ďThe UnpredictableĒ Johnny Rodz vs. Jose Luis Rivera

Rodz is a guy whose name usually comes up in discussions about how much of a joke the WWE Hall of Fame is. I mean, this journeyman jobber is in the Hall, but guys like Sammartino, Backlund, and Savage are not? Why is Rivera not in either? Heís just as qualified as Rodz. Couple of lockups and breaks before Rodz gets a waistlock takedown, but Rivera escapes. Armdrag by Rodz, and he hold an armbar, but Rivera is up and they go through some reversals ending with Rodz getting a break on the ropes. They have a brief shoving match, and then Rivera gets a side headlock. He gets fired off the ropes, but nails a shoulderblock. Side headlock takedown by Rivera, but Rodz sends him off the ropes again and this time Rodz nails a bodyblock. A couple of dropkicks to the face while Rivera is down keep him in the corner. To the 2nd rope and Rodz nails an elbow, and then drops a leg for 2. Irish whip leads to a back elbow for another 2. Another Irish whip, but this time Rivera ducks, and he gets Rodz to the corner. Corner whip and Rodz tries a poor manís Flair Flip, failing badly if thatís what he was actually going for. Rivera stays on him and whips him back to the opposite corner. He kicks Rodz down and chokes him with the boot, but Rodz comes back with some kicks. He then knocks Rivera outside. Rivera makes it back to the apron, but is met with some shots and is sent to the buckle which puts him back on the floor. Finally he makes it back to the apron and avoids the shot from Rodz. Rivera stomps away and sends Rodz to the buckle a few times. Rodz is able to reverse that and whips Rivera to the other corner, then follows him in with a shoulderblock. Another corner whip is reversed and Rodz hits the buckle and falls down, but Rivera misses and elbow and Rodz is able to drop a headbutt for the 3 count at 11:15. This was well short of a Hall of Fame performance, thatís for sure. Ĺ*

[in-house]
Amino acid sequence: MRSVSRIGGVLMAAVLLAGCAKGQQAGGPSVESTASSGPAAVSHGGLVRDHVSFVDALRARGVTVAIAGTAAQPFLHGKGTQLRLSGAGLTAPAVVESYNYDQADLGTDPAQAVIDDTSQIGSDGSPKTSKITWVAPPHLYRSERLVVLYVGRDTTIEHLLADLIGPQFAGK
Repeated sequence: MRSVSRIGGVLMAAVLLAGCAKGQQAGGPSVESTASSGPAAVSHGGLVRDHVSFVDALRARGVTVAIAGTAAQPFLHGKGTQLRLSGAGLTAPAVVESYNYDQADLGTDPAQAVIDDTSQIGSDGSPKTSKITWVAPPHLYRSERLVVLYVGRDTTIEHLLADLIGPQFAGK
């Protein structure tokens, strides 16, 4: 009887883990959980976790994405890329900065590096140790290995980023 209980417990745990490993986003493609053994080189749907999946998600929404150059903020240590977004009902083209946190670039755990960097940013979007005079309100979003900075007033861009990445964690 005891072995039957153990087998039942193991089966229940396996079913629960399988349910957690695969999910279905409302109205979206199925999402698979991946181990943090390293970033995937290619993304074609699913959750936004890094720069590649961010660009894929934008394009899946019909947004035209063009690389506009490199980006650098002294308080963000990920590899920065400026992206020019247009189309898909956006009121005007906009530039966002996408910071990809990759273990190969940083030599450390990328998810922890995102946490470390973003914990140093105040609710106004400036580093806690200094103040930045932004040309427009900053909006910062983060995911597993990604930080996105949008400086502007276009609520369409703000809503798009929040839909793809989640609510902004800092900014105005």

Rene Goulet vs. Hillbilly Jim

This is very soon after the debut for Hillbilly Jim, and heís very popular thanks to his association with Hulk Hogan. Goulet, whoís just about at the end of the line on his career, stalls big time here. In fact no contact is made until weíre past the two minute mark. And that contact is nothing more than Goulet being shoved off a lockup attempt. We finally get going with Goulet grabbing a side headlock, but he gets fired off the ropes by Jim and shoulderblocked. He rolls out to stall again, and walks back into a side headlock from Jim. Heís trying to send Jim off the ropes, but no dice. He finally makes the ropes, but the ref fails to break it and Jim pulls him back to the middle. Goulet makes the ropes a second time and when Jim struggles to pull him back, Gouletís feet get hooked on the top rope. Of course this leads to Jim doing the ďWell, I guess I can break the hold, if you say so Mr. RefereeĒ spot and Goulet falls flat on his face. Goulet goes to the outside again and gets a phantom object from the tights. He nails Jim with the ďobjectĒ to briefly take over, but when he decides to bite him, Jim gets angry and attacks with forearms and a headbutt. Jim whips Goulet to the corner, and he shows up Hall of Fame Member Johnny Rodz big time by doing a proper Flair Flip, even making it across the ring to try and hit a move from the top, but he gets caught in a bearhug and is forced to submit at 7:27. Just a squash for Jim to put him over big, but Goulet, who was a good wrestler, had nothing to work with here. DUD Post match, Goulet jaws with a fan at ringside, who stands up and turns out to be Mr. T, thus establishing that heís here for the fans in the arena.